For my Mother’s Day baking session I combined both and made cute little flower pots filled with chocolate- and cheesecake. They look very realistic since I used clay pots and real flowers. Very ambitious people could make the pot and the flower from fondant…I think they are adorable enough the way I made them, though. :D

I served them with freshly made berry compote to add a little fruity tanginess.

For 3 pots of 9cm diameter you’ll need:

Chocolate Cake
30 g butter
80 g dark chocolate
200 g flour
100 g sugar
2 TL baking powder
1 vanilla sugar
4 tblsp. cocoa
200 ml milk
2 eggs

+ 50g dark chocolate (chopped)

Cheesecake Filling
250g cream cheese (or Quark)
30g sugar
1 egg
pinch of salt

First water the clay pots for 30 mins.
In the meantime melt 80g of chocolate and the butter. While the chocolate is melting, prepare the cheesecake filling by whisking all ingredients together.
Preheat the fan oven to 180°C.
Put the milk and the eggs into a large bowl. While whisking, gradually add the slightly cooled chocolate butter mixture. Then add the dry ingredients (flour, sugar, baking powder, vanilla sugar and cocoa).
Lastly add the chopped chocolate.
Now take the clay pot from the water and put a muffin paper inside (otherwise the cake will leak). First, pour in the chocolate batter, then cheesecake filling and end with chocolate batter. Do not overfill the pots (2/3 is enough).
Bake everything for about 45 mins.
Once the cakes are cooled, even the surface by cutting off some cake. Use the leftovers for the soil by blitzing them into fine crumbs. Cover the cake-tops in jam and add the crumbs (the jam makes the crumbs stick to the cake).
Decorate with real, crafted or bought plastic flowers. To prevent the flowers from touching the cake, I first inserted a piece of straw.
The cake tasted really nice and fooled everyone. You should try eating it in public and tell me about the reactions ;)




A Trial of Patience

ImageThis week I got inspired by the many layers of clothing I am wearing because of the indecisive weather outside (5°C, rainy, feet are freezing, rooms are overheated). So, I made a layered cake, a German Baumkuchen (trans. Tree cake). Everyone was like “Oh god, that’s too hard to make!” But it really isn’t. Everyone just thinks it is, because it is so traditional and every pastry chef has to make one in his master exam. Typically it is made on a rotating spit behind which open fire is burning. The batter is poured over the spit repeatedly so that layers are created. These are supposed to resemble growth rings, hence the name.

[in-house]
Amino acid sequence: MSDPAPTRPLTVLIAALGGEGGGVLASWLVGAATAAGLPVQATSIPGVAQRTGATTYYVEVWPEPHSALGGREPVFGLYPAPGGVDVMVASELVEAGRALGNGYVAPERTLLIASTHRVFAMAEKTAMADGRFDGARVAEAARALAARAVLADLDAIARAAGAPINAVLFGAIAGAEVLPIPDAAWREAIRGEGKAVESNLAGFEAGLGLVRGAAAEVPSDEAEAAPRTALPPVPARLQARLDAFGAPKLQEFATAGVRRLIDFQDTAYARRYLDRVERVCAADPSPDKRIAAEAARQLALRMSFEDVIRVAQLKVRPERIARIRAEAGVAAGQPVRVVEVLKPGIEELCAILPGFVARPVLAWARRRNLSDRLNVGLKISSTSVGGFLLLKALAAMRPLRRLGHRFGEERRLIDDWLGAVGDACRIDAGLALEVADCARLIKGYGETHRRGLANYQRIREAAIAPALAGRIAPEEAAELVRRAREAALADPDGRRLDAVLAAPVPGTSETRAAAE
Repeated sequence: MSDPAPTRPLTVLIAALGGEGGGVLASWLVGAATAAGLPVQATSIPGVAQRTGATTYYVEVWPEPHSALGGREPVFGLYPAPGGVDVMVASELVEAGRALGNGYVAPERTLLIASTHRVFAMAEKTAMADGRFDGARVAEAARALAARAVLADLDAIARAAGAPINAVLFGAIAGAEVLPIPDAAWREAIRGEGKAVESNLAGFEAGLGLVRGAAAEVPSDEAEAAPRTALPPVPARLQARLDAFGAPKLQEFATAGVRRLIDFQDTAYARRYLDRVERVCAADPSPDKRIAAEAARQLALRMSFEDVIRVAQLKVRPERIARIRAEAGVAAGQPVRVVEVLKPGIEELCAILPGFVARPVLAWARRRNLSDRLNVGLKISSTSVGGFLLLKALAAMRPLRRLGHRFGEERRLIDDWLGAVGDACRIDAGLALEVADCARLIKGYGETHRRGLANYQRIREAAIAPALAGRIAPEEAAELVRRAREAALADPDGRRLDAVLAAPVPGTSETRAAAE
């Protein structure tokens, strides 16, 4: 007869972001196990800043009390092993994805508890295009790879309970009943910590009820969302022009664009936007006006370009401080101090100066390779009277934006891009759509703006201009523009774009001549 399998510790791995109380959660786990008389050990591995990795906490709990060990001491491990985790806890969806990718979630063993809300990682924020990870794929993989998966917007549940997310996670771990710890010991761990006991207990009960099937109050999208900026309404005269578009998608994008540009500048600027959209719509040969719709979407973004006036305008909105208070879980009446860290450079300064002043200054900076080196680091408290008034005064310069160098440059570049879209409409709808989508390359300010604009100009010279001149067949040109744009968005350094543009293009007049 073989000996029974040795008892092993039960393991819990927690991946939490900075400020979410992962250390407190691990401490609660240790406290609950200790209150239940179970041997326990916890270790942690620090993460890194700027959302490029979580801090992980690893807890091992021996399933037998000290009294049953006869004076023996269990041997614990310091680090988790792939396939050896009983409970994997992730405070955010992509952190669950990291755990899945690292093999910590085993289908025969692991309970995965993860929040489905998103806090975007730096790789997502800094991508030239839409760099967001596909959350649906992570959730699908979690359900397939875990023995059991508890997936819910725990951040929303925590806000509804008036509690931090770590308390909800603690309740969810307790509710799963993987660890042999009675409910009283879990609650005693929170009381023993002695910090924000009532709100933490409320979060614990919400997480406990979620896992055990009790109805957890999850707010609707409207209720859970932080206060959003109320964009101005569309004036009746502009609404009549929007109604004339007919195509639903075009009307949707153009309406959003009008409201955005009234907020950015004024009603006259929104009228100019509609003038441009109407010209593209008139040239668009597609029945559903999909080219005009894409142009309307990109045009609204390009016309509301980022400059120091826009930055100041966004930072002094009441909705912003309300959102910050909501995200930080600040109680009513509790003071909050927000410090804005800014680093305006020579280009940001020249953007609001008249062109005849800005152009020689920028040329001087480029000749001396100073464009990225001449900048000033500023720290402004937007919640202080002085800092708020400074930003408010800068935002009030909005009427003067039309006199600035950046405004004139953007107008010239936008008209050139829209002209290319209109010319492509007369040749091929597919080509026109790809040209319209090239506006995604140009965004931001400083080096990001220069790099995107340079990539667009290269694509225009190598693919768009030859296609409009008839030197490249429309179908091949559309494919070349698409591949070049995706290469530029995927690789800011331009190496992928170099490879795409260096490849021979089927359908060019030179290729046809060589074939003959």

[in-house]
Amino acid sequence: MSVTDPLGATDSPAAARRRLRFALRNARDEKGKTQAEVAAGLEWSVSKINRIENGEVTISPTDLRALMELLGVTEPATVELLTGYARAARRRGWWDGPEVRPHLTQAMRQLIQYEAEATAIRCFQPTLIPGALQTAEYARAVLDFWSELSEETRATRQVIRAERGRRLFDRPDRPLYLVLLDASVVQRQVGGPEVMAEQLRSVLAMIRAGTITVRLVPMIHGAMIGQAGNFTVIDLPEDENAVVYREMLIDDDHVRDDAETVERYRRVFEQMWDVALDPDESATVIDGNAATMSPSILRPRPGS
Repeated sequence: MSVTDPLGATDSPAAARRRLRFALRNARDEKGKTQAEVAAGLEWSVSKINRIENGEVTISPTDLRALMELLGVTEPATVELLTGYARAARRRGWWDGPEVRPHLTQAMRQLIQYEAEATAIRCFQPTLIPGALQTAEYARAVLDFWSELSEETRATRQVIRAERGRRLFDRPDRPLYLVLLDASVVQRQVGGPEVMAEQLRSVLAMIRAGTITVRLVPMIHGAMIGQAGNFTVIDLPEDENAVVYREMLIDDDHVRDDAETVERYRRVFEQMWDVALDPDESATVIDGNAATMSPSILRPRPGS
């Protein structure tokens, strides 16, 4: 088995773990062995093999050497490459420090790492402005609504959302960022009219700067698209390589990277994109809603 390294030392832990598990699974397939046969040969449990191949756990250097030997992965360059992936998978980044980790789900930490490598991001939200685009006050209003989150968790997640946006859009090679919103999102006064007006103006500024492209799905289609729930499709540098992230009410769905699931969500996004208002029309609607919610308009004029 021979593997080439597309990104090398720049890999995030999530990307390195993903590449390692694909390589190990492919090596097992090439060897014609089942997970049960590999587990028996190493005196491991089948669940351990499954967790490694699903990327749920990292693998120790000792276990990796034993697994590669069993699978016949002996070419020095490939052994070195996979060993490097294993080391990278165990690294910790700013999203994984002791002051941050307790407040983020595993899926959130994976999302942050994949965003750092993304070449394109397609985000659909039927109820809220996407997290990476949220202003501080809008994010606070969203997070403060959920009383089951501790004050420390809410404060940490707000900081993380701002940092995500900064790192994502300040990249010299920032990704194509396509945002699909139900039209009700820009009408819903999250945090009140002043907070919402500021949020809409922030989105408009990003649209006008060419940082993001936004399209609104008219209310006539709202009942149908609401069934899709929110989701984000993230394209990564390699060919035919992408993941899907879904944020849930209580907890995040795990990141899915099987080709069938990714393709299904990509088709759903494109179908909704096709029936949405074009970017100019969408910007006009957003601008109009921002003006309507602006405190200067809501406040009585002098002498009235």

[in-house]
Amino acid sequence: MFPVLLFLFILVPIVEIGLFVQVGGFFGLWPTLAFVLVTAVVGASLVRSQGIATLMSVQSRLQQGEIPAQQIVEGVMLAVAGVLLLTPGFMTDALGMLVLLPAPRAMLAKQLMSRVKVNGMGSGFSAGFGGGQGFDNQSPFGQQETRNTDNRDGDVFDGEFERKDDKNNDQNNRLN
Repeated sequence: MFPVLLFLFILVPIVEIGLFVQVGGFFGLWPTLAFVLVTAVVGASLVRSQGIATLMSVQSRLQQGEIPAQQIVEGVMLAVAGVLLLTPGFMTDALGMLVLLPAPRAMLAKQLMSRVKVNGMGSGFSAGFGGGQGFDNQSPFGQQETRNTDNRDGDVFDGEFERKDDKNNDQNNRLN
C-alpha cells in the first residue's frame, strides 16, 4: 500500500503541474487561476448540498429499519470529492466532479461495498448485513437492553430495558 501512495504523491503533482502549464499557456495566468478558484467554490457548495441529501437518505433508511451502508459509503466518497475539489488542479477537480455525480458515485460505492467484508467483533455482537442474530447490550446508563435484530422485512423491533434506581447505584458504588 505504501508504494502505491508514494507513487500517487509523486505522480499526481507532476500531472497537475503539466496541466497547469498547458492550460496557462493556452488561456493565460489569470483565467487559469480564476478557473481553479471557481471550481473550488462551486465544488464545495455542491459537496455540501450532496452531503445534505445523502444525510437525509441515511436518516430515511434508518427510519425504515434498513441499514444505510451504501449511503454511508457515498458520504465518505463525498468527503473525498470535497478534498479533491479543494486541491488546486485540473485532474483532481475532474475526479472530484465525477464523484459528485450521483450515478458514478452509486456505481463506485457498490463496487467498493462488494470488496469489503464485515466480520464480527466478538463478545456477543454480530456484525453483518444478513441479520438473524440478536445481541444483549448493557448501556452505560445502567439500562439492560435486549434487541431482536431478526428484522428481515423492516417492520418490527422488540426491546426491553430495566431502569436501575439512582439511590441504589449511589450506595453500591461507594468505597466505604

Here is a picture of the traditional baking process:

But, since I don’t have rotating spits and open fire, I baked the cake just layer by layer in my oven and suddenly it is a very easy cake to make…. If you are a patient person.  

For the Baumkuchen you will need:

6 Eggs

100g icing sugar

120g Caster Sugar

200g Butter (room temperature)

150g Marzipan (in pieces)

100g flour

1/3 Vanilla bean

Lemon zest of ½ Lemon

+ Apricot jam

+ 200g dark chocolate

  1. Line a 24cm baking tin and preheat the oven to 250°C
  2. Separate the eggs
  3. Beat the egg whites with some salt and the caster sugar until forming peaks
  4. Beat the butter, marzipan, icing sugar, vanilla and Lemon. Gradually add the egg yolks.
  5. Fold the egg whites and the flour into the butter mixture
  6. Spread 2-3 tbsp. of the batter into the tin
  7. Bake for 4 minutes. Then spread 2-3 tbsp. of batter onto the baked layer and bake again for 4 min. Repeat that procedure until there is no batter left.
  8. Let the cake cool.
  9. Let the apricot jam (about 100g) come to a boil. Then brush the cake with it.
  10. Once the cake is completely cooled cover it with chocolate.

I cut out small round cakes and painted a flowery embroidery pattern with white chocolate on top of them (obviously I am too patient).

The cake is really delicate and not hard to make. I mean, it takes some time to bake all the layers but if you skip the fussy painting part, and leave the cake in one piece, it’s done in under one hour (excluding cooling time). So, try it.